Whatever formats you make your map available in it’s important to keep symbology simple, logical and consistent. What an experience cyclist or walker demands of a route – in terms of complexity, distance and climb – will not be the same as for novices or for a family on a weekend break but the symbology on those routes should be the same so people can make like-for-like judgements about what route to choose. If you over-complicate symbology you will clutter the route map and make it unusable as a navigation aid which may deter cyclists and walkers from going out on the route. An experienced cyclist will find the appeal of the route is diminished if too much information is shown because it diminishes the challenges discovered on the route while a novice will shy away from the route because the symbology implies the route may be too difficult or demanding.
Rule 4: If you’re using “free” base mapping, use Ordnance Survey’s OpenData
What? Why not OpenStreetMap? The simple answer is you can use either product and we have used both across a number of route mapping projects but in our opinion using OpenData gives you a more consistent set of data with which to design and built your route map. This is particularly true if you are producing multiple route maps across a significant geographic area and/or if those routes are predominantly in rural areas or off-road. Completeness of base mapping is important to maintain consistency across all route maps and formats.
Over time it is likely that updates in base mapping will have more of an impact on your route map than changes in the route itself. If you need to maintain route maps for a website then the expectations will be higher from customers that the base mapping displayed with your route map is as up-to-date as it can be. The user experience should be considered in conjunction with how your route map is designed to be used. For example, is it primarily for route planning or for route navigation? If the latter then the demands for being up-to-date are even higher. If a user loses faith in your mapping they will also lose faith in your website or in the appeal of your area as an outdooe activity destination?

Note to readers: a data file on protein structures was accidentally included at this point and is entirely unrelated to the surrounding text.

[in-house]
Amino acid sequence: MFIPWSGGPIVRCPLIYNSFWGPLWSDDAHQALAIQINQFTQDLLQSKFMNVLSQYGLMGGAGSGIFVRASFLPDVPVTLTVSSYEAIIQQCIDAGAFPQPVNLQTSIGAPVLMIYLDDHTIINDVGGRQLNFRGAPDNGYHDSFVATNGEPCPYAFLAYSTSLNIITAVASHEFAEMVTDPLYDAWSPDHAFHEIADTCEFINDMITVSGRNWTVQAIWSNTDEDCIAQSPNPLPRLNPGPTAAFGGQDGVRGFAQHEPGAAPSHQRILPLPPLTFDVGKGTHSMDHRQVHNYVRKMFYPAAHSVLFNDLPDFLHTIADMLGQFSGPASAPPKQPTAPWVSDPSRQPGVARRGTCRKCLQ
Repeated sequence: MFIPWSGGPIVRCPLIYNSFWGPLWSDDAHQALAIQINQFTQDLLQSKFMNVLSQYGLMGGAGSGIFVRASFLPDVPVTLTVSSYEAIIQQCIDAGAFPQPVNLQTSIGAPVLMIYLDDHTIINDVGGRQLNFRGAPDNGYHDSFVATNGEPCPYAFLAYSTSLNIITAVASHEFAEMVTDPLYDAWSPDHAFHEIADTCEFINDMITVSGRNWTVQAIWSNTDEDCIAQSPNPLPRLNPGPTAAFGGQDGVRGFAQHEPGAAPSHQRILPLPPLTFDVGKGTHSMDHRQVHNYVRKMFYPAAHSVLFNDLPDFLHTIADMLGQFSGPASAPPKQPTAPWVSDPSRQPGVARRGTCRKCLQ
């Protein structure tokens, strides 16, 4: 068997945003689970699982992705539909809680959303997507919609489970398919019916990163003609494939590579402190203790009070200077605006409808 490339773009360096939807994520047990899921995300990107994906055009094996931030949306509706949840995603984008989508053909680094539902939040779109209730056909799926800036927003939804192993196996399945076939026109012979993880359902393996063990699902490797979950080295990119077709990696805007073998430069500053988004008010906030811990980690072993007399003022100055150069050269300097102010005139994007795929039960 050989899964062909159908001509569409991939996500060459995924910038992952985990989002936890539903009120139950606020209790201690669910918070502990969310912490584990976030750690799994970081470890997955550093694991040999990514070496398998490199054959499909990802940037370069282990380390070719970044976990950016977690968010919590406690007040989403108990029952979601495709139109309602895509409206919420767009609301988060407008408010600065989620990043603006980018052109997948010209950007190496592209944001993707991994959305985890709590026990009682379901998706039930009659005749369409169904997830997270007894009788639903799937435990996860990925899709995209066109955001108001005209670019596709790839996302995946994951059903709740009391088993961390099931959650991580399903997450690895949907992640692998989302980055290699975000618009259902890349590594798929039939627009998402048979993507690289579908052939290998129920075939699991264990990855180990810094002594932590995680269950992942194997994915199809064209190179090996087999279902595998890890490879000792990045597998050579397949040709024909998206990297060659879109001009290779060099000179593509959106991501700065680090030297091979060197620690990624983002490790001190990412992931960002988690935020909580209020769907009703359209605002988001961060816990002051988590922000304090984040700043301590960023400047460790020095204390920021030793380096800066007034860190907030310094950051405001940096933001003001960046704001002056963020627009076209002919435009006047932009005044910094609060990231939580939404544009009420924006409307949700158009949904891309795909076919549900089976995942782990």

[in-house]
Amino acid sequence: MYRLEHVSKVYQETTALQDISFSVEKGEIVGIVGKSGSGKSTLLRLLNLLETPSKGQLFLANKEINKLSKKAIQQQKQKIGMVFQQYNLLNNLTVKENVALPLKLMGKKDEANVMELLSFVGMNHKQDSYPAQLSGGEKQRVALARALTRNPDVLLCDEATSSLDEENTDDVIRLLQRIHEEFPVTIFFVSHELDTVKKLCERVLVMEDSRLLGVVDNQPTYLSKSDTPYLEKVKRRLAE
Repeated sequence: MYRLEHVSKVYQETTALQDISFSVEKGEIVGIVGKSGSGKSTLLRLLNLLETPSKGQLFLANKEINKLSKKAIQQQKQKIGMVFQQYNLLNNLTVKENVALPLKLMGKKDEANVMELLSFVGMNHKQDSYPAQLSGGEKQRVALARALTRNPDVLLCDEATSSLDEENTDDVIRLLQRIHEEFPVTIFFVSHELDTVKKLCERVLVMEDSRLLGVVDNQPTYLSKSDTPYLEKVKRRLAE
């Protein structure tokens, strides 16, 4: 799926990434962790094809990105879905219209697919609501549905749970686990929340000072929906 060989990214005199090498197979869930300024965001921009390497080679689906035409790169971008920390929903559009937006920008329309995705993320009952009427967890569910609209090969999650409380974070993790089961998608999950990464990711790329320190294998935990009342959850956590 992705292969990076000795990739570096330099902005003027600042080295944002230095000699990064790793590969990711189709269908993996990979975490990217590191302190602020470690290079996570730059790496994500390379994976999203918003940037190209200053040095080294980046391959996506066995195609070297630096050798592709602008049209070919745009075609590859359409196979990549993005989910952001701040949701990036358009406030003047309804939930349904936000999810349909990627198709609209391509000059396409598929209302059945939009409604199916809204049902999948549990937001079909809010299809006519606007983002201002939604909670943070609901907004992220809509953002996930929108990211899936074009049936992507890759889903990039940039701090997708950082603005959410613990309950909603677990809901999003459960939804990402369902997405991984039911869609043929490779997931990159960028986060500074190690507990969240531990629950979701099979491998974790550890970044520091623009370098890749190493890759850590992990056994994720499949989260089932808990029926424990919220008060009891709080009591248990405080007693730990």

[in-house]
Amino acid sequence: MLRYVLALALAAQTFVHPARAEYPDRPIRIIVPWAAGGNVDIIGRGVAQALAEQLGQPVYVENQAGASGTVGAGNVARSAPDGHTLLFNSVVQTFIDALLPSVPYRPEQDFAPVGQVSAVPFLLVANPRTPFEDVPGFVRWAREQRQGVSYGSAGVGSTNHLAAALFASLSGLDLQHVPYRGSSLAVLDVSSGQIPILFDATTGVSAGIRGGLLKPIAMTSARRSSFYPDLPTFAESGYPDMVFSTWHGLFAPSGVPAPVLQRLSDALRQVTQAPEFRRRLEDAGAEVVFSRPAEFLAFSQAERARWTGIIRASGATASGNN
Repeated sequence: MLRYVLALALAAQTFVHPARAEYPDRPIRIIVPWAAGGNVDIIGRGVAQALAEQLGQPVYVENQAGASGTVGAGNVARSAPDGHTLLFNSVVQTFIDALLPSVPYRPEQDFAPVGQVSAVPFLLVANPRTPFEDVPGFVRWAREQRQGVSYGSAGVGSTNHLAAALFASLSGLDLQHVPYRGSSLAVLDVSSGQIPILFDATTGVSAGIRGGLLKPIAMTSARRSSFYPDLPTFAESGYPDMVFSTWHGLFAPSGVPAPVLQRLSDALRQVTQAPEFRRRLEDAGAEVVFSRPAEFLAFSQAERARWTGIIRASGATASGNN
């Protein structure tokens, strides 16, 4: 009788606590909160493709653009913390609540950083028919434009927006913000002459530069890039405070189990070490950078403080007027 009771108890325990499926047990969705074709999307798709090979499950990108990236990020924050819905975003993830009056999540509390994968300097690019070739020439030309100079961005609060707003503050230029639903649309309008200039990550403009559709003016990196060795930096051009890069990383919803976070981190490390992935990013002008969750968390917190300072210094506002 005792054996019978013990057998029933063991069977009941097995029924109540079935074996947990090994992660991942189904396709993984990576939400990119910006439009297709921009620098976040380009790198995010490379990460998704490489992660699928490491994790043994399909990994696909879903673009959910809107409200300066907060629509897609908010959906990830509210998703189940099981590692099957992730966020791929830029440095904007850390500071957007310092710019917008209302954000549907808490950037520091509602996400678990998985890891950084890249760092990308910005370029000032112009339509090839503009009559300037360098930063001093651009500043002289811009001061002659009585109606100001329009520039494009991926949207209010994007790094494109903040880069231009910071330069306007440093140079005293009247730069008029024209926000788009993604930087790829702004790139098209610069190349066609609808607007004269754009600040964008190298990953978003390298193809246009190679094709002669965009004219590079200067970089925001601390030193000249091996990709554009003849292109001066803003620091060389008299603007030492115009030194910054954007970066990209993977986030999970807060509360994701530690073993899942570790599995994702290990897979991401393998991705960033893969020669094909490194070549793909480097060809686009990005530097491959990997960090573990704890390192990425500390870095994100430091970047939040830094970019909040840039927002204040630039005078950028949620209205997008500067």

There are ways to offset the impact of this problem. They include:
- making the route available to download in open standard formats so users can easily add the route to their own base mapping – e.g. in a cycling or walking app
- keeping the route description up-to-date even if the base map isn’t; for example, tell people if a road has been resurfaced or a gate added and include grid coordinates and route IDs with the route description as part of the database approach to maintaining your maps
- having a disclaimer and advising people which Ordnance Survey sheet map should be used in conjunction with your route map so people have something to fall back onto
- configuring your map in such a way that changing or updating the base map can be done easily without affecting the map layers on top. See the paragraph about QGIS and changing base mapping under Rule 2.
Rule 5: Contours or layer tints? Use both!
How a project is funded or what outcomes are being targeted for a project will often directly influence how a map is designed and published. The purpose of a route map may be to increase footfall by tourists in a particular area as part of a Destination Management Plan or it may be to encourage local residents to be more active as part of a Well Being Plan. In either scenario it’s important to include features on your map that enhance the appeal of the area as well as the route itself.
In simple terms a route map should be both attractive and functional. This gets to the heart of cartographic design and why it is a different discipline to GIS and digital mapping.
Contours help people assess the route difficulty and calculate the amount of uphill and downhill travelling involved. Using contours in a database approach also means you can easily generate a route profile for each route map so people can assess how much of a challenge the route presents and whether they attempt only a part of the route rather than all of it.
There is evidence that exercising outdoors burns more calories compared to indoor exercise and contributes to a greater sense of mental as well as physical well-being. Using layer tints and highlighting other features of the landscape in your route map will make people associate the benefits of exercise with the benefits of using your map.
Here are some examples of route maps we’ve created for our clients’ websites. Links will open in a new tab.